In an earlier decision that clearly demonstrated the court’s sensitivity to pressure from the government and other establishment voices, the court found that a monitoring committee it had established in 1995 to ensure hazardous wastes were handled properly was “not competent” when it came to the question of the decommissioning of the Clemenceau. It decided instead to seek the opinion of navy experts and retired defence ministry personnel nominated by the Indian Ministry of Defence. And on Friday, after the Clemenceau had been recalled, the court expressed alarm that “this sprawling business”—ship decommissioning—would “go to other countries.”
The gag order sets a precedent for the court to impose like bans on debate and protest over any other contentious issue—a ban backed by the threat of arrest and contempt of court proceedings. Such bans would serve, as in the Clemenceau case to intimidate and silence opponents of government and corporate actions, and further insulate the courts from popular opinion and pressure.
Trade unions, lawyers, and sections of the press have spoken out against the gag order.
The Centre of Indian Trade Unions (CITU), which is affiliated with the Communist Party of India-Marxist (CPI-M) and as such an ally of the current Congress-led United Progressive Alliance (UPA) government, said a ban on demonstrations, rallies and the publication of articles “pending” the outcome of a trial deprives people of their “right to protest against government policies.”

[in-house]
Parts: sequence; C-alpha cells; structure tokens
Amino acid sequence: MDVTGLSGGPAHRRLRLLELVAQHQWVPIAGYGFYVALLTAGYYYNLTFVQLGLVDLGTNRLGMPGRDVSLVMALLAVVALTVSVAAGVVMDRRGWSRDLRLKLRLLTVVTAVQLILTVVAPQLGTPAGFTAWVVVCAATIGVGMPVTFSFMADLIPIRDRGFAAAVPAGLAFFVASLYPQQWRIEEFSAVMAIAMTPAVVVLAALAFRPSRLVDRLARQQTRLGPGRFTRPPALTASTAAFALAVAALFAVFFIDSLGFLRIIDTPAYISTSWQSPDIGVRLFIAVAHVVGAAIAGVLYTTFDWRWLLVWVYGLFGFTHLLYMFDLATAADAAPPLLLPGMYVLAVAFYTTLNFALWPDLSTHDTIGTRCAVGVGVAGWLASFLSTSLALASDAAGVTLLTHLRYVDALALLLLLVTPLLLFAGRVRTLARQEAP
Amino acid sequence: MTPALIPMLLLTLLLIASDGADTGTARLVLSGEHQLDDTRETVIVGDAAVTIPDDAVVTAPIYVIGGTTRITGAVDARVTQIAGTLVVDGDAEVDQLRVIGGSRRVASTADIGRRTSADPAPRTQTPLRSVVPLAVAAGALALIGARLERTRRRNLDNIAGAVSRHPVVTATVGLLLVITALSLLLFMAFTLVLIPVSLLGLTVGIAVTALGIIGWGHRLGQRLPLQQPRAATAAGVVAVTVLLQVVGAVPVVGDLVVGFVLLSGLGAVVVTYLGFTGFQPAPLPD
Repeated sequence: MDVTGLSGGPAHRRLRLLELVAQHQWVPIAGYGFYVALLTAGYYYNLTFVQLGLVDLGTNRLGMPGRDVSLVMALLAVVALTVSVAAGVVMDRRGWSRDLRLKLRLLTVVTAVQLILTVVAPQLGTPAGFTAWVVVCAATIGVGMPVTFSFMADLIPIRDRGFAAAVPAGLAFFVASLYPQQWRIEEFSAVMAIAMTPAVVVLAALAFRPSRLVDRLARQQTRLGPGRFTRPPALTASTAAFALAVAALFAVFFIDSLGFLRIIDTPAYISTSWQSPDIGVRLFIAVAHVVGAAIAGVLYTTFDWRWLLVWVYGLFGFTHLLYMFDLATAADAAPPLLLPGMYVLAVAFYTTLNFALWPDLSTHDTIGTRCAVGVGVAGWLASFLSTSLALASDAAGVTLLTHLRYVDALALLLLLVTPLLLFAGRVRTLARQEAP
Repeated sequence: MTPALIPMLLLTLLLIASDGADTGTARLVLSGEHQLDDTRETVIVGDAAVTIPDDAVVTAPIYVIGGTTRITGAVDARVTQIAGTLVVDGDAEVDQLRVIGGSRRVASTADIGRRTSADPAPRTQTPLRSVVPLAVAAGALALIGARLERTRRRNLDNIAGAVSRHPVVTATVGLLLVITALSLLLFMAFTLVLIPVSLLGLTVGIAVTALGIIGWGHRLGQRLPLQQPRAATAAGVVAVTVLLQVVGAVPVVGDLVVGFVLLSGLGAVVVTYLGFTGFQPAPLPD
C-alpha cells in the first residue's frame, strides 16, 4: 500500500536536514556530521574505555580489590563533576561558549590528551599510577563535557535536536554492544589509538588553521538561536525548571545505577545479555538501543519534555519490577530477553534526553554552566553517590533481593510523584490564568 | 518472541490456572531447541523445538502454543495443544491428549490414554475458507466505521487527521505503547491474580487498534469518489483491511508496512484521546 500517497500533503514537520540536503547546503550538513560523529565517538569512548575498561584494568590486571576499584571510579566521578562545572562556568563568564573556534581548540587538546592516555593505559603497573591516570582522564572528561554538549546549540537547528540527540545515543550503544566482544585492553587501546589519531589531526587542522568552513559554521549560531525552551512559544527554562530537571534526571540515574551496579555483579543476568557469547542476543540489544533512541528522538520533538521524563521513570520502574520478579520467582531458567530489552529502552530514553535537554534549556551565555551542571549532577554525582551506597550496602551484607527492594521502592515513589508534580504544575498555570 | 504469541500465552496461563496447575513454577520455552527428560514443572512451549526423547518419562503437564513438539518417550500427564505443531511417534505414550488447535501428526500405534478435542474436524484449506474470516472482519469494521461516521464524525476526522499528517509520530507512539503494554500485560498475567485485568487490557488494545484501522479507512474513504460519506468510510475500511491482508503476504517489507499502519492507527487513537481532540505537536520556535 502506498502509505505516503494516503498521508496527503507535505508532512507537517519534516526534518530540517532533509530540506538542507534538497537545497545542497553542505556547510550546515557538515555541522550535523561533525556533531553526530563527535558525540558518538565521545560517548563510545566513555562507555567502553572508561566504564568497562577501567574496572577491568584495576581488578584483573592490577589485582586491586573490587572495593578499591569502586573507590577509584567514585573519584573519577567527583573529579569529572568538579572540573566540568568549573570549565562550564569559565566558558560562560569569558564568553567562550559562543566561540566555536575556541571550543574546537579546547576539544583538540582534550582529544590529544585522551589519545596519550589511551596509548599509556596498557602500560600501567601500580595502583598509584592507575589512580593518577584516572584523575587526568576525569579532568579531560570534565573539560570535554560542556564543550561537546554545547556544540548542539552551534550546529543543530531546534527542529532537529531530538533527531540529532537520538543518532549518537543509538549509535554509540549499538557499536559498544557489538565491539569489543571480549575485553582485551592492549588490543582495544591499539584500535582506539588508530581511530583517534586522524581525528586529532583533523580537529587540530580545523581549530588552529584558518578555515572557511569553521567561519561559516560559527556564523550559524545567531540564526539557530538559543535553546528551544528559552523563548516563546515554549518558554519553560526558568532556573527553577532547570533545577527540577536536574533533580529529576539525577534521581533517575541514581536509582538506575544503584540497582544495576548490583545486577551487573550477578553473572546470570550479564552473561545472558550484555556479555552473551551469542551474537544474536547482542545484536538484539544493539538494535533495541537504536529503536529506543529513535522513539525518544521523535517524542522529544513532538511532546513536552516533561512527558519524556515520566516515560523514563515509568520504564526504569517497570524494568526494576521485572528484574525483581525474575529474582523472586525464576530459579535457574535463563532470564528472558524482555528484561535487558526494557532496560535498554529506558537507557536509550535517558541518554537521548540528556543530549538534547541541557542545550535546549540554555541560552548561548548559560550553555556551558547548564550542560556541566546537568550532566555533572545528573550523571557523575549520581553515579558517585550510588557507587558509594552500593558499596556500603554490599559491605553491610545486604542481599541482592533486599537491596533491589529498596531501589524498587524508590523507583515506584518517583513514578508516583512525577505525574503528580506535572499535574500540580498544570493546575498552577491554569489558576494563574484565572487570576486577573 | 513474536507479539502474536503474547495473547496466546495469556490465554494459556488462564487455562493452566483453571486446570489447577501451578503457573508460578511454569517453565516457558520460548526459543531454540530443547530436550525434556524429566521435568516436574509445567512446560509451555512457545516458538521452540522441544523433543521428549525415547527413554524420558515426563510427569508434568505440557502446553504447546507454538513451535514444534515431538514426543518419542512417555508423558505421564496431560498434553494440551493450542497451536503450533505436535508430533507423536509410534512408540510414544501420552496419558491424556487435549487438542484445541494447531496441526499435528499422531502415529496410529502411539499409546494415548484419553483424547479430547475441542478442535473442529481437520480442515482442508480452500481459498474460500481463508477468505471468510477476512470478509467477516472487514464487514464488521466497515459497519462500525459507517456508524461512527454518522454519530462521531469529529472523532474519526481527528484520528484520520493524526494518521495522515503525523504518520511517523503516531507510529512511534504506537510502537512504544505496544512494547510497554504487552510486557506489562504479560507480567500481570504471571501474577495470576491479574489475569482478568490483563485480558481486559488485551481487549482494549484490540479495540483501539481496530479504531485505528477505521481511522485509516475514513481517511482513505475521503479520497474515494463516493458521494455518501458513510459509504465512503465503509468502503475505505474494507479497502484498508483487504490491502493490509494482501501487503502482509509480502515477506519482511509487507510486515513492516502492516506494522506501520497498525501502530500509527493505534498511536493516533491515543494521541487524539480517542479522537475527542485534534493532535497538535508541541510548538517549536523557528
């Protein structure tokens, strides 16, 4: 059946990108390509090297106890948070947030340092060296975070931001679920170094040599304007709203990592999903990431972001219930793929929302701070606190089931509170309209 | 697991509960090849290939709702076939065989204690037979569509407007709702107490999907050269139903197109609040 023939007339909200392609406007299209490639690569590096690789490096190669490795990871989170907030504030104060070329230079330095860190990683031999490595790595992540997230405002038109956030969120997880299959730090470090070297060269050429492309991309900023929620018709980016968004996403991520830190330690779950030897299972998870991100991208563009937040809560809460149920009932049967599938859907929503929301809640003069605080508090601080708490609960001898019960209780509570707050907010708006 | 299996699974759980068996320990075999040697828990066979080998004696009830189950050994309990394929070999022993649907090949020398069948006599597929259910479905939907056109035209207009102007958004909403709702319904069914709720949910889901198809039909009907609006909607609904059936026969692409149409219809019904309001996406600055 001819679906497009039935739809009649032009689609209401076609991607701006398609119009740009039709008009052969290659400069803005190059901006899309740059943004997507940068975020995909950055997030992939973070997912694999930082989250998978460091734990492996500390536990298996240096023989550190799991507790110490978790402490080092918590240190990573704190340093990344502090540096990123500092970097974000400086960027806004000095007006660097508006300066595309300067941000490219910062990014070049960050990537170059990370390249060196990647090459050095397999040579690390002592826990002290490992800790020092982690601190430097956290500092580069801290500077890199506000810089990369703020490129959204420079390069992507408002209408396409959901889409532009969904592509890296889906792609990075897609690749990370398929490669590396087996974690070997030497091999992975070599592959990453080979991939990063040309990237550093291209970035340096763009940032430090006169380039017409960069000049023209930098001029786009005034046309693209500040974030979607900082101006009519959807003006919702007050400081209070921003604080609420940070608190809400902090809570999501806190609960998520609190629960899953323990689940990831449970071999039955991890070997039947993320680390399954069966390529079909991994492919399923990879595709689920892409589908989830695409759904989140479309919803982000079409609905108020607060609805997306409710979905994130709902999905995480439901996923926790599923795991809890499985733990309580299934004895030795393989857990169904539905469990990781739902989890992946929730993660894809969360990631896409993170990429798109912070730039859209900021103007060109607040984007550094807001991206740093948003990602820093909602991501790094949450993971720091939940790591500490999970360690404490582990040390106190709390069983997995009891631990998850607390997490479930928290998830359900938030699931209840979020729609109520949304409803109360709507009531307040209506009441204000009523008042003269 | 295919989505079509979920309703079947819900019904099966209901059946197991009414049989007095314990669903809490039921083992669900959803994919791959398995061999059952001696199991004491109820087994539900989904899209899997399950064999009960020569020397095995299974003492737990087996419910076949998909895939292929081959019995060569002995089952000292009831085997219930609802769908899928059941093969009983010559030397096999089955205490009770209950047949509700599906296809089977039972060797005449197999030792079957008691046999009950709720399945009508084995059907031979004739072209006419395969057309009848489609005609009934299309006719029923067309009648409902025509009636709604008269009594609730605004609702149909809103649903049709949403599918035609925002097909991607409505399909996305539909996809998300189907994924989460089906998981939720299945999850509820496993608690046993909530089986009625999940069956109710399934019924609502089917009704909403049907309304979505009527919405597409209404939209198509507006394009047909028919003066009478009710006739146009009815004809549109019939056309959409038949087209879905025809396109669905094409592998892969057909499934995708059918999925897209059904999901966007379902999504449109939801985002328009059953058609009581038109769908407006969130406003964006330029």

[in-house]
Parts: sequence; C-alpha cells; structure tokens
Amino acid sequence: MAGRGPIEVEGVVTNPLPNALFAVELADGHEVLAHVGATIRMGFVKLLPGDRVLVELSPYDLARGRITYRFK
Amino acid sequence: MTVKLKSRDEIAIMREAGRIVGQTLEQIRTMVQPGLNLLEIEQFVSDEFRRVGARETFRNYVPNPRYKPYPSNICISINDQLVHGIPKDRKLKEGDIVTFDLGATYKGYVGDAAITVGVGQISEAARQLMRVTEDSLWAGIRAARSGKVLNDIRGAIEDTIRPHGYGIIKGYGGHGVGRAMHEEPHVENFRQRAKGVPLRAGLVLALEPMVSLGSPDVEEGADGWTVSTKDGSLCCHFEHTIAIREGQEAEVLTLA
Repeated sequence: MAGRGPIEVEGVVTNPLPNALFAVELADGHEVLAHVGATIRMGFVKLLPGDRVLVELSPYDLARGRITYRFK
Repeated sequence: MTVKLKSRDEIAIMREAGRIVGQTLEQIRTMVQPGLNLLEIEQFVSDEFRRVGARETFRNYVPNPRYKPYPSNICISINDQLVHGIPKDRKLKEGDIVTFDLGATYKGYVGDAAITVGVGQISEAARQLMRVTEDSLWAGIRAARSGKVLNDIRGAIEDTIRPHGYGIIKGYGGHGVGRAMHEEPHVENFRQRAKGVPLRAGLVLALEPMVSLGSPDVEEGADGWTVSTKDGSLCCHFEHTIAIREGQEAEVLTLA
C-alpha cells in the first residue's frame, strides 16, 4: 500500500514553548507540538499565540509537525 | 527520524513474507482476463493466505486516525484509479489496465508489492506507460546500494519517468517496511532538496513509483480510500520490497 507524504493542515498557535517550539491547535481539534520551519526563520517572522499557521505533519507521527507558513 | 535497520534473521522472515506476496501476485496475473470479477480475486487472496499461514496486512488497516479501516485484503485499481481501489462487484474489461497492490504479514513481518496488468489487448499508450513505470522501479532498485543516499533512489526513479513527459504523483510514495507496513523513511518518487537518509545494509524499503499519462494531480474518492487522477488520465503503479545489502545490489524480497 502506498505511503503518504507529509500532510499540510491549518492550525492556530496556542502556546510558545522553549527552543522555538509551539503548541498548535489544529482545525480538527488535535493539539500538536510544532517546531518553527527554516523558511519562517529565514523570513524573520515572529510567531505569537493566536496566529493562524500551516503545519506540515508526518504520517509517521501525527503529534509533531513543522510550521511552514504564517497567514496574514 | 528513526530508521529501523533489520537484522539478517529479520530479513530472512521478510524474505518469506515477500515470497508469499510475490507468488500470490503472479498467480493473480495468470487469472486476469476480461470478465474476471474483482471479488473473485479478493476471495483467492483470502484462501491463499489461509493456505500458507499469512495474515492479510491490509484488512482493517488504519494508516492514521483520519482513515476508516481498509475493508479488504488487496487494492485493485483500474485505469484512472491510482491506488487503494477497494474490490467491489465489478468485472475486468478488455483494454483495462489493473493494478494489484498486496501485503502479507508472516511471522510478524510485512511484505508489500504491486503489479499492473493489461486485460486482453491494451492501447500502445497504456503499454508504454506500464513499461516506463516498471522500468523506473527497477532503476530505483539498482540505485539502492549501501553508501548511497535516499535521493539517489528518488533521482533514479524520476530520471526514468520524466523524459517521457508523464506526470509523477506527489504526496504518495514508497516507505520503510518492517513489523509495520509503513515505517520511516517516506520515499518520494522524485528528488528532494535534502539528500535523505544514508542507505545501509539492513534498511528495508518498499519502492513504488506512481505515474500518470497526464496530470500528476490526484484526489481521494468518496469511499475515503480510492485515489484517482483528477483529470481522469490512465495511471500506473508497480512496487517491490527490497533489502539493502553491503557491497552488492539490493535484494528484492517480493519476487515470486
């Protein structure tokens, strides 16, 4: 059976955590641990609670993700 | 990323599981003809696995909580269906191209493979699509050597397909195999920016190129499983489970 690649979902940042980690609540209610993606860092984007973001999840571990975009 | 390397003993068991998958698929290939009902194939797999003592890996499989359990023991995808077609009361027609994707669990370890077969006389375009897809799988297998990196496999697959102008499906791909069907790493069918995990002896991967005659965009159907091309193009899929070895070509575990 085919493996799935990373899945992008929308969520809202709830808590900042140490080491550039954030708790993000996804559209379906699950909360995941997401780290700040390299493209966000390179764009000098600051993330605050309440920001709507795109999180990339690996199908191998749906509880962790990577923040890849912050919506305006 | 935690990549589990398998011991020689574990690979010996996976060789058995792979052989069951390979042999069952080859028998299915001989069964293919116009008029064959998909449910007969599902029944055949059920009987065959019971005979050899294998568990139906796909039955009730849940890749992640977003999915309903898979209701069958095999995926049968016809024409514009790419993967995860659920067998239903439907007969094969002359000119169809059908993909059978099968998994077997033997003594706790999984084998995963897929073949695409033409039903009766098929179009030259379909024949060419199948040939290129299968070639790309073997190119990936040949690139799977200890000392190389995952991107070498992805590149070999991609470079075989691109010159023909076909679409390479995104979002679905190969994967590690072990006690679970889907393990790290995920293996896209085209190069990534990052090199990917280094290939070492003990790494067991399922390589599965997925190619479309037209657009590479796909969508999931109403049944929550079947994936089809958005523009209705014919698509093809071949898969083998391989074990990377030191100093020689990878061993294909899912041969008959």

Expressing the concerns of many in legal circles, senior counsel Rajiv Dhawan told the Calcutta-based Telegraph this is “over extending the law of contempt,” while another advocate, Prashant Bhusan, said such gag orders would “spell the end of democracy.”
Noting that the gag order was not restricted to the parties before the court or to the legal issues, the Hindu said it had “far-reaching consequences” and “few precedents.” Even the Indian Express, a big business mouthpiece notorious for its right-wing views, was critical of the court ruling. In an editorial on February 15, the Express said that while the Supreme Court was “right in cautioning against a trial in or by the media,” its ruling “may put the lid on any debate” and “could also set a disturbing precedent.”
The Supreme Court’s arbitrary and anti-democratic gag order conforms with a pattern. Recent years have seen a spate of court rulings—many of them made or upheld by the Supreme Court—attacking elementary workers’ and democratic rights.
In the summer of 2003, when the Tamil Nadu state government sacked 200,000 striking state government employees, the Supreme Court ruled the government was well within its rights and further proclaimed that state employees, and potentially other workers, have no inherent constitutional right to strike. In several states, the judiciary has issued rulings outlawing “bandh” actions—a general shutdown of business. And the Supreme Court has issued a series of rulings concerning management’s rights to discipline workers and the status of contract employees, that taken together go a long way to meeting business’s demand for greater “flexibility” in labour laws.
Behind this widening judicial assault on workers’ and democratic rights lies the ruling class’s recognition and fear of the massive opposition that exists to the mounting poverty, economic insecurity and social inequality that have been the outcome of 15 years of neo-liberal reform.